need kiruv advice
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- This topic has 78 replies, 16 voices, and was last updated 6 years, 1 month ago by Lilmod Ulelamaid.
March 24, 2017 4:49 pm at 4:49 pm #1243448
I am learning with a not religious girl through one of the learning programs and she does not want to learn anymore because she said she does not have time anymore. What should I tell her?March 25, 2017 9:49 pm at 9:49 pm #1243500yungermanSParticipant
tell me what your schedule is these days from morning to night & we will find a time together that works good for both of us conveniently (to squeeze in a time to learn)March 25, 2017 9:49 pm at 9:49 pm #1243501
You cannot force someone to learn, if she doesnt want to there isnt much you can doMarch 25, 2017 9:59 pm at 9:59 pm #1243504
In many cases saying “I dont have time” is code word for saying I dont want to do this anymoreMarch 26, 2017 12:06 am at 12:06 am #1243519
zahavasdad, so what should I do? This is part of kiruv.March 26, 2017 6:32 am at 6:32 am #1243557kotel613Participant
The most important aspect of kiruv for the not-yet-observant is that they feel a part of the Jewish people, and that they feel loved. I don’t remember anyone telling me that they became frum because they heard a certain Torah that resonated in their heart – it was love that the person had in his/her heart when she gave it over that they say made the difference. This does not mean that you had not given over the Torah with love in your heart – she just may not have been able to feel it. Part of the problem is when we try to do kiruv by phone, the other person cannot see the warmth of your smile, the gentleness in your eyes, the visual expressions of love that cannot be heard on the phone. The most successful kiruv happens when a person is exposed to Yiddishkeit without sermons – the simple feeling of family, acceptance, and love in a world of adversity is often enough to bring someone home. The best advice I can give is to invite her to come to you for a Shabbos, and let her just feel the warmth. No sermons, no preaching – she will see a beautifully set table, delicious delicacies, a warm atmosphere, the love in your home – these things may enable her neshama to feel the kedusha of Shabbos and desire more. If she says ‘no’ to your invitation, offer for her to bring a friend. Who knows.. you might be able to provide the environment that would enable them both to make the decision to return home. There is a trap that many of us fall into, so I will state it as simply and as straight forward as possible – there is no success in life without Hashem. If we forget that He runs the world, and that everything is from Hashem, He will let us try to succeed without Him. Since there can be no lasting success without Hashem, we should guard ourselves carefully before doing anything by saying ‘ain od milvado’ with the understanding of what that means, and asking for His help. You are a very special person for seeking the opinions of others for her benefit – May you have the siyatta d’shemaya that you need to serve Hashem with a heart full of joy until 120.March 26, 2017 6:42 am at 6:42 am #1243568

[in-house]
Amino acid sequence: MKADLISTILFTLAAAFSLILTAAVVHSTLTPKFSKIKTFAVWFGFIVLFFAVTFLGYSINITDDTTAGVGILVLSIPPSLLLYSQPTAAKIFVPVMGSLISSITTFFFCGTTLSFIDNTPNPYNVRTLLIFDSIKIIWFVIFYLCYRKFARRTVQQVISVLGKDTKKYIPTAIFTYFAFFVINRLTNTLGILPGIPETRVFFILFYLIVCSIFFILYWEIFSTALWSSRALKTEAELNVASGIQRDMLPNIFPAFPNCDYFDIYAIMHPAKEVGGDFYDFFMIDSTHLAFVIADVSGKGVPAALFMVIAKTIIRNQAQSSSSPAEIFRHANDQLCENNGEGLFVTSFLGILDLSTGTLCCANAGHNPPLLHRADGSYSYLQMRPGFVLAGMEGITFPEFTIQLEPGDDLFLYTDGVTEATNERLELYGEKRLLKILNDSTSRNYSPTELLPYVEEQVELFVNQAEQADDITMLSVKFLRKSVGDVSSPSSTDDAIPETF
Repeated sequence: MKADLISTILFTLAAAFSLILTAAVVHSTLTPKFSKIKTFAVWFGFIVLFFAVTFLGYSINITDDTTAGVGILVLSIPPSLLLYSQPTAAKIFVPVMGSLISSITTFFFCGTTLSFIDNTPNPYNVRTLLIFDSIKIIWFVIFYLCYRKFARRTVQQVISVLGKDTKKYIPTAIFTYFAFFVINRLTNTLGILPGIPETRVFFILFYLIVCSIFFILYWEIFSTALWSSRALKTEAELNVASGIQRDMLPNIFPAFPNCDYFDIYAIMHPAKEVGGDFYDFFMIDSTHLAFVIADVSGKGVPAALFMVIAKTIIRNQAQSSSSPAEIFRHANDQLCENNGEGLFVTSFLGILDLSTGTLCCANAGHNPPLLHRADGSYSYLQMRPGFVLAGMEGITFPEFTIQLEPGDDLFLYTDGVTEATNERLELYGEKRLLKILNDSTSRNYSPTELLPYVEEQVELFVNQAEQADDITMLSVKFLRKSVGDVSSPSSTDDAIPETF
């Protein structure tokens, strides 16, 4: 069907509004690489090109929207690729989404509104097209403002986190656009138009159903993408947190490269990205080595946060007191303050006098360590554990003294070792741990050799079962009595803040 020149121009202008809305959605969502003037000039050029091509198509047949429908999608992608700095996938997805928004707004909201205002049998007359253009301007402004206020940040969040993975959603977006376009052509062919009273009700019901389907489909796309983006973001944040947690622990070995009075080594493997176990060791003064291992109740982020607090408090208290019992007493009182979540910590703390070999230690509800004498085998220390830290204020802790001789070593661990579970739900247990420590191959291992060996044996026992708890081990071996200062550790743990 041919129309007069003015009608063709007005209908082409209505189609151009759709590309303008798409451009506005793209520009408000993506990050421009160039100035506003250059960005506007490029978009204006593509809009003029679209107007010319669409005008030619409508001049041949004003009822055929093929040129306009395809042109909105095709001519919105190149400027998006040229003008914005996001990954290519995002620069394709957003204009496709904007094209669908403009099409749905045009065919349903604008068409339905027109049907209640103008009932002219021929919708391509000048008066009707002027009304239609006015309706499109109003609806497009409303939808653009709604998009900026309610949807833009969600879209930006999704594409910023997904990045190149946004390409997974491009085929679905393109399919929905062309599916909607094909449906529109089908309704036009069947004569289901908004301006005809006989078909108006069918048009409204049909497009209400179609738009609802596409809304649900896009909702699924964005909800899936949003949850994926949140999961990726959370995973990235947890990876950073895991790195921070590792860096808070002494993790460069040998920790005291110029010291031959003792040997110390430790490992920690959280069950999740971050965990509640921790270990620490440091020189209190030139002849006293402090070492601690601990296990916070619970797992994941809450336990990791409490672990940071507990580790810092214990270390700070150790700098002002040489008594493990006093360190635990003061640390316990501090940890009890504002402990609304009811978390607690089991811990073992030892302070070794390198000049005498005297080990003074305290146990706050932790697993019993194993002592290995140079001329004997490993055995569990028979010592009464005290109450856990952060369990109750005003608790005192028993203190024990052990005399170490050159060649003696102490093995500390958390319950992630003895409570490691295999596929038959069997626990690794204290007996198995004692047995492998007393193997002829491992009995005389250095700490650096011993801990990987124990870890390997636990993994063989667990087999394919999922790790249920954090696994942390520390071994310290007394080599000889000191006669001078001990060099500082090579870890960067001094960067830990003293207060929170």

I think ZD has it on the money or the mark (or whatever the expression is). I used to be involved with one of these organizations, and I know that it is quite common for someone to sign up in a moment of inspiration or something else and to lose interest a moment later. This is especially true amongst the teenagers and college-aged students. Sometimes, it can also just be a bad “shidduch” and the student doesn’t know how to tell you.
That is why there usually are staff members available to help with these issues and/or act as a go-between between you and the student. You should call this staff member as soon as possible and discuss the issue with you. They will probably contact the student to find out what is happening and/or try to find you a new student who is more interested and is a better match for you.March 26, 2017 9:55 am at 9:55 am #1243614
If you are going to get into Kiruv, just be aware not everyone is into relgion as you are and there will likely be more failures than successes and there are things you just wont be able to compete with.
for example If someone has tickets to a concert Friday Night, You are unlikely to convince them to give it up for shabbos.
If you cannot deal with such things, perhaps Kiruv is just not your thing. You will have to celebrate the smaller victories.
editedMarch 26, 2017 10:56 am at 10:56 am #1243920
zahavasdad, I know. I deal with people who are OTD or not religious or not even Jewish on a daily basis. I am use to that.March 26, 2017 10:57 am at 10:57 am #1243919
Lilmod, thank you. Another kiruv question is it okay if I tell someone who was OTD the reason why someone involved in kiruv treated them that way?March 26, 2017 3:33 pm at 3:33 pm #1244239yitzymotchaParticipant
Where do things stand? Are you going to speak once more on the phone to say good bye?
If it was me
I’d start by respecting their decision